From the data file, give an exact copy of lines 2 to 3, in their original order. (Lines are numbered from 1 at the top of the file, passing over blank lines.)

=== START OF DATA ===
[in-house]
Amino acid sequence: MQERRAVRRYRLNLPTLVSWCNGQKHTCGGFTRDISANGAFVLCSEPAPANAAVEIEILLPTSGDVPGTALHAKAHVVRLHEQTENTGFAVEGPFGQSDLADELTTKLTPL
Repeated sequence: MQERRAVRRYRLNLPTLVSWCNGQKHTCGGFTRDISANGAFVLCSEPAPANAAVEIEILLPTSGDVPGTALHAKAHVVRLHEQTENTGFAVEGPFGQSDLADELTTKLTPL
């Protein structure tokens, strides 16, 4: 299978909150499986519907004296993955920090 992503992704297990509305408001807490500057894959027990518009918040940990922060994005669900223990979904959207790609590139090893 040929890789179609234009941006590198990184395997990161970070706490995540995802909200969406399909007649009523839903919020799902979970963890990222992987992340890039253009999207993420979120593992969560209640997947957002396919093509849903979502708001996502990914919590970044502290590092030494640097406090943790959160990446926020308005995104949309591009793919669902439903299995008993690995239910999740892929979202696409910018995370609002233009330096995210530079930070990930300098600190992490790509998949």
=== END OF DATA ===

Amino acid sequence: MQERRAVRRYRLNLPTLVSWCNGQKHTCGGFTRDISANGAFVLCSEPAPANAAVEIEILLPTSGDVPGTALHAKAHVVRLHEQTENTGFAVEGPFGQSDLADELTTKLTPL
Repeated sequence: MQERRAVRRYRLNLPTLVSWCNGQKHTCGGFTRDISANGAFVLCSEPAPANAAVEIEILLPTSGDVPGTALHAKAHVVRLHEQTENTGFAVEGPFGQSDLADELTTKLTPL